Some essential plug ins are Aksimet, Yoest SEO, Jetpack, Next Gen Gallery and Next Gen graphs, database optimization and W3 Super Cache (but that's a pain for a complete novice). The rest are just what you fancy really. My site is written using wordpress (think you've probably looked at it) and I use it to build sites for customers as it's probably the best way of content management (although, ironically, it wasn't started to be a CMS, it was supposed to be just for blogging).

Link your wordpress account to your site via wordpress and it's the same as blogging on there, i.e. You still get listed under the subjects if you have submitted your blog to them after you have published it on your own site.

Jetpack will let you publish everything to the social media. Google+ was a pain and I had to add a separate plug in but I noticed Jetpack has been updated a few times recently so I imagine that it's probably one of the share options now.

4 People thanked the writer.
Dan Banks
Dan Banks commented
Thanks Paul, yeah I'm starting to think I may as well get my own domain and hosting. Especially because I find putting .wordpress after anything extremely annoying!
Paul Airey
Paul Airey commented
Good man.
Melinda Moore Profile
Melinda Moore , Long-term blogger, lucky enough to have a fairly large readership, answered

I have always used Blogger to host my main blog, with very few problems over the last five years or so, apart from being hacked once - but even this proved relatively easy to resolve.

The site is fairly intuitive to use, and makes many tasks easy, from adding keywords, to automatically posting to other social media and blogging platforms.

It also makes it very simple to edit and schedule posts, and to add buttons and widgets etc.

Another key factor for serious bloggers to consider is that Blogger remains stable, even when there's suddenly a huge spike in readers trying to access your blog - such as can occur when the media draws public attention to your work, or when it is nominated for a major award.

I've never used WordPress for blogging, as I was put off by many of the WordPress blogs that I looked at when I was first starting out - so my criticisms below may now be out of date.

It may have been coincidence, but the WordPress blogs I looked at contained so many infuriating pop-ups, and other gimmicks, that it made focusing on the content difficult, and I always ended up running out of patience before I'd finished reading the blog post itself.

I also write several blogs which are more heavily focused on visual content than my main blog, (which only features text). For these, I found Posterous to be far and away the best site to use.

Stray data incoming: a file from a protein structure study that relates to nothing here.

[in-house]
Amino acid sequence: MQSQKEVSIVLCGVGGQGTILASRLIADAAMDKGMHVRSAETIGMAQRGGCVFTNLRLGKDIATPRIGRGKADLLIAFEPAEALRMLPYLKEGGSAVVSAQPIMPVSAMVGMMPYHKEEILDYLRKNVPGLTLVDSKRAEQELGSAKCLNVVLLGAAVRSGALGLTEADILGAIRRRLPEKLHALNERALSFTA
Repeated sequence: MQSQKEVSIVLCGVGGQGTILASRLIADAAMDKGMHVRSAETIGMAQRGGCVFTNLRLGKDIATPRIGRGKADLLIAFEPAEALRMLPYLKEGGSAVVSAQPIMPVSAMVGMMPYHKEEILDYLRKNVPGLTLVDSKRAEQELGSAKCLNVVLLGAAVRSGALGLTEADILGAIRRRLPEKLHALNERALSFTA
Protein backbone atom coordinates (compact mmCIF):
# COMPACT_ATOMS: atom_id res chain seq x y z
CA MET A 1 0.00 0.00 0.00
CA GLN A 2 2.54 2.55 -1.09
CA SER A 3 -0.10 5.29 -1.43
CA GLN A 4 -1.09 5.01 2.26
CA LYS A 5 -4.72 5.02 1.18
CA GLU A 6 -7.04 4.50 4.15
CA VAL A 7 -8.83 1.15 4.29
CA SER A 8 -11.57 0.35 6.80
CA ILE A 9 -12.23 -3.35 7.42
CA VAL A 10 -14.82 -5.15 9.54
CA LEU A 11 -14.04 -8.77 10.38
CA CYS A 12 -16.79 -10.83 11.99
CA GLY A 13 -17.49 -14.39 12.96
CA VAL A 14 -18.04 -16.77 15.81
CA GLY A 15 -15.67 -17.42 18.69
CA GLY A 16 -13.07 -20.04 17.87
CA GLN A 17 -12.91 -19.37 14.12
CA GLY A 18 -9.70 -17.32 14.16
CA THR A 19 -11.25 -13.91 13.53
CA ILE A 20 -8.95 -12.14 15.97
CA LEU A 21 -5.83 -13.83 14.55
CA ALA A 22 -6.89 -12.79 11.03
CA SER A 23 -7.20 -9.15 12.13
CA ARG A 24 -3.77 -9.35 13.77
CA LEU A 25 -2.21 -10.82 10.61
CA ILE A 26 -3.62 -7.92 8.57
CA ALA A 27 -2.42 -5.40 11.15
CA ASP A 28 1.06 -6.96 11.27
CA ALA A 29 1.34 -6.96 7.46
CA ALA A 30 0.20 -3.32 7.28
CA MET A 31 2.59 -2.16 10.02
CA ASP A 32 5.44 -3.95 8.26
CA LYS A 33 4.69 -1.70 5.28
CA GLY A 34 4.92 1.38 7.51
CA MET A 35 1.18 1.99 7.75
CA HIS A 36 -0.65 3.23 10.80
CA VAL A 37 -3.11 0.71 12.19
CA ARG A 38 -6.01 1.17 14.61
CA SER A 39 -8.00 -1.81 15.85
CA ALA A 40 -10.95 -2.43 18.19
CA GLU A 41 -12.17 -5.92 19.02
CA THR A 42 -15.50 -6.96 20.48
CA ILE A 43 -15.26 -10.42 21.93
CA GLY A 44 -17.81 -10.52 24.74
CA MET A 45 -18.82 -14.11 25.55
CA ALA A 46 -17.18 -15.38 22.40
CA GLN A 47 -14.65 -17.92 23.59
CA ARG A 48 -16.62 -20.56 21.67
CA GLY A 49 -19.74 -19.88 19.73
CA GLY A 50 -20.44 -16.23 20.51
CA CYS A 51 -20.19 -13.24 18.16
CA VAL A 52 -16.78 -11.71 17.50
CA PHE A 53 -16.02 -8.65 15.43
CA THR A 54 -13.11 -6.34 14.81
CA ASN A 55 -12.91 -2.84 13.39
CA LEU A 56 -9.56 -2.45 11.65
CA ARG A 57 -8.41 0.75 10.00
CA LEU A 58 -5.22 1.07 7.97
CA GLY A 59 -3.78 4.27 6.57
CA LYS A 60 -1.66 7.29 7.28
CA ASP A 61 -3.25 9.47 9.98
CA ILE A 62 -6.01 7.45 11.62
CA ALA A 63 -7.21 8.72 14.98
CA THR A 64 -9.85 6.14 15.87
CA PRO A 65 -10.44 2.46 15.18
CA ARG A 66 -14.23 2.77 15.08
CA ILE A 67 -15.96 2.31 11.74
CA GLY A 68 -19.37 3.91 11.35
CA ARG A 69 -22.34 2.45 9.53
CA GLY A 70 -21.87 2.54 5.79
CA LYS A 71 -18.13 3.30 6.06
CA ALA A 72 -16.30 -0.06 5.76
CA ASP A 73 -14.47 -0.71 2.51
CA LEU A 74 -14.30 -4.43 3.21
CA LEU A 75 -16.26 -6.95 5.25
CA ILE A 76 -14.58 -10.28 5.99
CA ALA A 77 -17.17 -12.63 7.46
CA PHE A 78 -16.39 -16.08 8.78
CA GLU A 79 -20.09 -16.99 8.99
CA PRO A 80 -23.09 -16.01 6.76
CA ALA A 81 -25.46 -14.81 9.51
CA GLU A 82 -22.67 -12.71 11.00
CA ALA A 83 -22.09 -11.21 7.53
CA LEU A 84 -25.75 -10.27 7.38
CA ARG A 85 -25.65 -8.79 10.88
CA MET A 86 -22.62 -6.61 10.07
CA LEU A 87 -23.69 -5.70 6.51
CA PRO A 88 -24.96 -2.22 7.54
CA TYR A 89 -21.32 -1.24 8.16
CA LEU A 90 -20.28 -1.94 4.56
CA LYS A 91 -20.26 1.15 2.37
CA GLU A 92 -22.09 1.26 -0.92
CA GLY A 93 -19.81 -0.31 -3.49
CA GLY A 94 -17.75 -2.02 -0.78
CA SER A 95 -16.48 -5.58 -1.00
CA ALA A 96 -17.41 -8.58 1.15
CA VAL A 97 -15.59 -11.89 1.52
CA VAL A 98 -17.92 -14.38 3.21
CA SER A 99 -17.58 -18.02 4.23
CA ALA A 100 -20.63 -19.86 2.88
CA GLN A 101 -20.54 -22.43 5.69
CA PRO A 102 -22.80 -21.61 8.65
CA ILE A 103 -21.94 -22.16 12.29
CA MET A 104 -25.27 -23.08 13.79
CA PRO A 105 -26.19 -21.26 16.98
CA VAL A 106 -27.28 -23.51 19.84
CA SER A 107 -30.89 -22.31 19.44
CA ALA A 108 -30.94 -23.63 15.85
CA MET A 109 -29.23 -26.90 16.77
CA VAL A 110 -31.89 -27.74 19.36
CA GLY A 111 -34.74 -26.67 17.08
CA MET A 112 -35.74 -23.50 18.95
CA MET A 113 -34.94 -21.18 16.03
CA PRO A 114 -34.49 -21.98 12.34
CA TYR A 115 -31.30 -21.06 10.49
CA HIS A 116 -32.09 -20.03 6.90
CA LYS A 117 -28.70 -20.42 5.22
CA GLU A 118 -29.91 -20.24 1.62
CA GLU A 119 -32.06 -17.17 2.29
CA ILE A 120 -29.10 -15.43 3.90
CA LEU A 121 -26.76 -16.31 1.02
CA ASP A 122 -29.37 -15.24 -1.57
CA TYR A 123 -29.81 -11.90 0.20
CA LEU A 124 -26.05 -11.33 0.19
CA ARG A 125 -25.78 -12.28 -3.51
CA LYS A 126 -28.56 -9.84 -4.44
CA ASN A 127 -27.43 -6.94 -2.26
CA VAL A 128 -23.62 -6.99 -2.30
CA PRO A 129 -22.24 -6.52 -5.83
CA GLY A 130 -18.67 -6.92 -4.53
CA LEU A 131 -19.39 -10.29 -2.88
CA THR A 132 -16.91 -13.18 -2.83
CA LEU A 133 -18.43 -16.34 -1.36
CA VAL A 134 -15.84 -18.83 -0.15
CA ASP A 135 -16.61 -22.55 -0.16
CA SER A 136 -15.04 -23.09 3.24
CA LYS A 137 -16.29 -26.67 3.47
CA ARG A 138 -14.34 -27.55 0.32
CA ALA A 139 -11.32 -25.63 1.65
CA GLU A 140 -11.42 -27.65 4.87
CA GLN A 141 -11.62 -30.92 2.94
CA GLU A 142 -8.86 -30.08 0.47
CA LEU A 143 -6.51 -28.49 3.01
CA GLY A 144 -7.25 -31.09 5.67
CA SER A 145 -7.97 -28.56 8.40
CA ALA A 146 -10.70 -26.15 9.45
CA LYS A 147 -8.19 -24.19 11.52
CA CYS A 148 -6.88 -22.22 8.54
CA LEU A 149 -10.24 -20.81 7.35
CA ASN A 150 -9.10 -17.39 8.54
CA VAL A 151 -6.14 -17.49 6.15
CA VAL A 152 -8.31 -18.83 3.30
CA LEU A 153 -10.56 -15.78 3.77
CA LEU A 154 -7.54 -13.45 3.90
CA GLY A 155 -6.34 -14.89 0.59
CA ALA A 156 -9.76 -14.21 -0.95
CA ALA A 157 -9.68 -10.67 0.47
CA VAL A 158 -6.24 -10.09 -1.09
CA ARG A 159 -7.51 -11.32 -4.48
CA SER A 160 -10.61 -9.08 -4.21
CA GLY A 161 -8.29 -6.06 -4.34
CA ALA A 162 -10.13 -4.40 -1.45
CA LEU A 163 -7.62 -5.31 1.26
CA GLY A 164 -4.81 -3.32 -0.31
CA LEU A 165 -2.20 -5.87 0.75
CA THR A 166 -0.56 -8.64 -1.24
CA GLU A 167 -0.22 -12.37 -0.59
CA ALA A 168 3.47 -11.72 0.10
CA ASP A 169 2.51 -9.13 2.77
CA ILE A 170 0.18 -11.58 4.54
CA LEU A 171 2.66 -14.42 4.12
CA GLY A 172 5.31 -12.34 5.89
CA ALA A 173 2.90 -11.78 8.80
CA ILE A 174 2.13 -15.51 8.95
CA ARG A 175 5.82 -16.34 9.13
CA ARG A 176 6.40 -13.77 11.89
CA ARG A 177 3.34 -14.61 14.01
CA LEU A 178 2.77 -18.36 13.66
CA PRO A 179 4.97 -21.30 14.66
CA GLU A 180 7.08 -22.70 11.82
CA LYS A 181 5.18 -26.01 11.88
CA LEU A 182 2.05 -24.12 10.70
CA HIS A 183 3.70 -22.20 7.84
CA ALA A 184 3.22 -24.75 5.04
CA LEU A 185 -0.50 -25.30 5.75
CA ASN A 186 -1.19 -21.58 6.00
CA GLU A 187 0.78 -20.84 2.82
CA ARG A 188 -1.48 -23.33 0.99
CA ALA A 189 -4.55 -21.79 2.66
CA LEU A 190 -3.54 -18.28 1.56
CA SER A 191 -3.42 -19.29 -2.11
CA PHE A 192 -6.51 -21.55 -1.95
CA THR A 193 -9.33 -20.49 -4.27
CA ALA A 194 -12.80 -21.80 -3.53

Sadly, the company was bought out by Twitter - apparently to be able to make use of the skills of the Posterous developers, rather than to continue running the site - as it was closed at the end of April 2013, much to its users' distress.

I do also use Tumblr, which is becoming ever more popular, but find it confusing and unintuitive, so I don't like it half as much as Posterous, or Blogger, and therefore don't use it as often as I should.

Taking all this into account, I suppose that, in the long-term, the real solution would be for me to employ someone to design and set up my own site, to be a cross between Blogger and Posterous.

Mind you, I'd then need to keep an expert on hand - to make sure the site ran smoothly and didn't crash too often, as I lack the skills to manage that myself...

Nickie Wren Profile
Nickie Wren answered

Great question and some useful answers!  I am an infrequent blogger and used Posterous which I found really easy to use.  When it closed, you could import your Posterous blog into Wordpress which I did to preserve it.

We use Blogger for our work blog but it's not great.  Still, it does a job for now!

Anonymous Profile
Anonymous answered

WordPress is the best when it comes to blogging. Here's why:

1. It's beginner friendly

2. It's free

3. It's possible for you to build any kind of blogs and websites with WordPress

4. All blogs and websites that are created with WordPress are automatically mobile-friendly

5. WordPress is a huge community (consists of 100s of millions of people), so if you find yourself in a pickle, there's always a solution that you can find by a simple google search

6. SEO friendly. So don't worry about your blog or website not being listed in major search engines like Google and Bing

7. It's constantly improved. WordPress is updated twice a year to fit user's expectation